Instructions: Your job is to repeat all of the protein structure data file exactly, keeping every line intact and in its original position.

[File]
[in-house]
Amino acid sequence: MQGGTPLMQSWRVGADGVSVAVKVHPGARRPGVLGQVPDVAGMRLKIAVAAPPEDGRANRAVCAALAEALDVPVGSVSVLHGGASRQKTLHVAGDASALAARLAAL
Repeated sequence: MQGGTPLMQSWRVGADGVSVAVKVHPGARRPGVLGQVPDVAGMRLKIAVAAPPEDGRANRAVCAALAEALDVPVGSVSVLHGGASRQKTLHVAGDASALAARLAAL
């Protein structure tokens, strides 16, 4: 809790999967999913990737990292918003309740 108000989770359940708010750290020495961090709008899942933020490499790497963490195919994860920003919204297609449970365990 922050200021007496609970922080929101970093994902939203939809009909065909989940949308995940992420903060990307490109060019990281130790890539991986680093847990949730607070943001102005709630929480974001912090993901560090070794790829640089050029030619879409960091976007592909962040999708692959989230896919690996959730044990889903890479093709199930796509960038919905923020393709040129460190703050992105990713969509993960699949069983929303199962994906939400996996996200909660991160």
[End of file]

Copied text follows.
[in-house]
Amino acid sequence: MQGGTPLMQSWRVGADGVSVAVKVHPGARRPGVLGQVPDVAGMRLKIAVAAPPEDGRANRAVCAALAEALDVPVGSVSVLHGGASRQKTLHVAGDASALAARLAAL
Repeated sequence: MQGGTPLMQSWRVGADGVSVAVKVHPGARRPGVLGQVPDVAGMRLKIAVAAPPEDGRANRAVCAALAEALDVPVGSVSVLHGGASRQKTLHVAGDASALAARLAAL
């Protein structure tokens, strides 16, 4: 809790999967999913990737990292918003309740 108000989770359940708010750290020495961090709008899942933020490499790497963490195919994860920003919204297609449970365990 922050200021007496609970922080929101970093994902939203939809009909065909989940949308995940992420903060990307490109060019990281130790890539991986680093847990949730607070943001102005709630929480974001912090993901560090070794790829640089050029030619879409960091976007592909962040999708692959989230896919690996959730044990889903890479093709199930796509960038919905923020393709040129460190703050992105990713969509993960699949069983929303199962994906939400996996996200909660991160």